People dealing with the itchy skin condition known as eczema may have other medical conditions to cope with as well, including heart disease, a dermatologist says.
Quality of life
Eczema, which causes dry, red patches of skin and intense itchiness, affects an estimated one-quarter of children in the United States. And, as many as seven million adults also have eczema, Dr Jonathan Silverberg said in an American Academy of Dermatology news release.
"Although it affects the skin, eczema is not just skin-deep. This disease can have a serious impact on patients' quality of life and overall health, both physically and mentally," Silverberg said.
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He's assistant professor in dermatology, medical social sciences and preventive medicine at Northwestern University Feinberg School of Medicine in Chicago.
Eczema has been linked to an increased risk of health conditions such as asthma, hay fever, food allergy, obesity and heart disease, Silverberg said.
The reasons for this are unclear. But, the connection may be eczema-related inflammation affecting the entire body, he said. Or, the negative effects of eczema symptoms on sleep and health habits may play a role, he added.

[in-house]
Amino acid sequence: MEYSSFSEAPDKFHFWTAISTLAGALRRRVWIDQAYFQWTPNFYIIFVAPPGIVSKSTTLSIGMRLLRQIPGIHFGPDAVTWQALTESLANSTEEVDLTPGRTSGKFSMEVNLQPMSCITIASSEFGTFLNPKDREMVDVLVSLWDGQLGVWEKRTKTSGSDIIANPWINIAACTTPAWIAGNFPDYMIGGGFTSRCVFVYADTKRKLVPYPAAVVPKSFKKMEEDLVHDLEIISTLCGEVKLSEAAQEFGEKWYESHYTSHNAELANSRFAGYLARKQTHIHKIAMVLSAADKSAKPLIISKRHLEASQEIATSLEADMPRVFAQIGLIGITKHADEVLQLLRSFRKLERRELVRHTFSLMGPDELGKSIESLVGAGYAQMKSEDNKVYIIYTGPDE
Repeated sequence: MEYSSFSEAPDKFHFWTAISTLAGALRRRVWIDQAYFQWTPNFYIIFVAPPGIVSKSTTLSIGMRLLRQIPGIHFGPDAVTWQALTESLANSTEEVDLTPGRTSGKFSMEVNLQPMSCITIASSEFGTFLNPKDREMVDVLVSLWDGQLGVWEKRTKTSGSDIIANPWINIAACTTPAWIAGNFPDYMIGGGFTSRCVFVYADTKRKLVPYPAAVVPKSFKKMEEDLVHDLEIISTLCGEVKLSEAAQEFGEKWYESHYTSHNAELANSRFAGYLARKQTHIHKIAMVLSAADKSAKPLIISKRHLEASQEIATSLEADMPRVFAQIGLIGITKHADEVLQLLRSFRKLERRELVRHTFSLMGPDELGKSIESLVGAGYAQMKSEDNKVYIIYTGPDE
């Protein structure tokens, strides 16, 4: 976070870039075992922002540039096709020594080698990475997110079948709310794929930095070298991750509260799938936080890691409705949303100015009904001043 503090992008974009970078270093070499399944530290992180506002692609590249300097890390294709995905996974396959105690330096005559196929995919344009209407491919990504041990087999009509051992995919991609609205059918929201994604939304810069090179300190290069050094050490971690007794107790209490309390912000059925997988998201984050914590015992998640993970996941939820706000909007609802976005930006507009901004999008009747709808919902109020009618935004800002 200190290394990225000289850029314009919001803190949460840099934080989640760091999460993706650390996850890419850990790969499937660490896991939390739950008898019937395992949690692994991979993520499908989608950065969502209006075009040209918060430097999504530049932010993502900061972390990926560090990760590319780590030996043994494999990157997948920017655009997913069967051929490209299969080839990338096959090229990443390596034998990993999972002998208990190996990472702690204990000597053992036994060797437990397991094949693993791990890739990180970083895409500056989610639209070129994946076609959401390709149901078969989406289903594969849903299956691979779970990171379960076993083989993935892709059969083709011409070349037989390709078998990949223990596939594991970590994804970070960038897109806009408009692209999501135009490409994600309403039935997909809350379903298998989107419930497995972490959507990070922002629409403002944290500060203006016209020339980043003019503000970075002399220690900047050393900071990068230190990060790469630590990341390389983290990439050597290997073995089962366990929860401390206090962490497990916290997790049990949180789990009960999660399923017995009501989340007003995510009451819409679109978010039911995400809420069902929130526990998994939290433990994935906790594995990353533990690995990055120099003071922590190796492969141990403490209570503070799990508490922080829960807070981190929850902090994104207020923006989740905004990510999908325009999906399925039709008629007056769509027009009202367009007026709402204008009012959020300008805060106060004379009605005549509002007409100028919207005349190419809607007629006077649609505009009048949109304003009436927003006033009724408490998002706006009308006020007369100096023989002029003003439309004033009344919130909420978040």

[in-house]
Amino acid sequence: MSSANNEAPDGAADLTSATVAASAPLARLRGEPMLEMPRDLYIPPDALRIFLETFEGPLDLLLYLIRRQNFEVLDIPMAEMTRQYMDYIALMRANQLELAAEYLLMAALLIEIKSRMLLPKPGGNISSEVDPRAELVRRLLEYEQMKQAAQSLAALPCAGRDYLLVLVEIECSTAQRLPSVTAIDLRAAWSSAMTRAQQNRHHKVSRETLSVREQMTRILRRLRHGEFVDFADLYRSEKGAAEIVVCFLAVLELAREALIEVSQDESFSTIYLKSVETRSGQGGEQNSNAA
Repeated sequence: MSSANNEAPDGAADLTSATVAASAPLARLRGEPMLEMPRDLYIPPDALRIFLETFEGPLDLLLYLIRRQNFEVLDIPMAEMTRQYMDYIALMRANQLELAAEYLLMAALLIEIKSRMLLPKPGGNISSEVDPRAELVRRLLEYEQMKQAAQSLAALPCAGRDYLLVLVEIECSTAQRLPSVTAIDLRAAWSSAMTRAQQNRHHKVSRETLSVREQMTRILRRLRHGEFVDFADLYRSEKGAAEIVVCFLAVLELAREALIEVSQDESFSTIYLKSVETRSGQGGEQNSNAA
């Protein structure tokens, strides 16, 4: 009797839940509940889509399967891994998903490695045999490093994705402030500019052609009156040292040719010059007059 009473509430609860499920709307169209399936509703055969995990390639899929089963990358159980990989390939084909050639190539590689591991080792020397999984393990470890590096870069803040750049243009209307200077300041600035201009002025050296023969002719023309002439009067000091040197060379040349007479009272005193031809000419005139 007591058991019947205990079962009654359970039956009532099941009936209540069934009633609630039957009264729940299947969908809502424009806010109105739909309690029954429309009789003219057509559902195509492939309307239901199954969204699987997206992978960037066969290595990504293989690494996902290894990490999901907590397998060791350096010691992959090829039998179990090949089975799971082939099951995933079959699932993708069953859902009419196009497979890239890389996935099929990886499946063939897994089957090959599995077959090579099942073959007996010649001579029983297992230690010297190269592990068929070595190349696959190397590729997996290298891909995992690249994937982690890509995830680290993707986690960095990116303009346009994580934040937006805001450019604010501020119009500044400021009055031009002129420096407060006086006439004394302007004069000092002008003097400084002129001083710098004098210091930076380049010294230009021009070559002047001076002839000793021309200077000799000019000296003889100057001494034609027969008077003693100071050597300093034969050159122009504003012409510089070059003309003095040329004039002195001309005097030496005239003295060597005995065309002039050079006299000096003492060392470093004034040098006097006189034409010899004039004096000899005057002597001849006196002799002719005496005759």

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People with eczema also have a higher risk of skin and other infections. And, the frequent intense itching of eczema and its effect on the skin's appearance may contribute to a greater risk of mental health disorders, such as anxiety and depression, Silverberg said.
Controlling flare-ups of eczema symptoms may help reduce the risk of problems such as sleep disturbance, but heart disease and other conditions may develop due to eczema's long-term effects on the body, Silverberg said.
That's why it's important for treatment to not only improve symptoms in the short-term, but also to manage eczema for the long-term, he said.
What is eczema?
Causes of eczema
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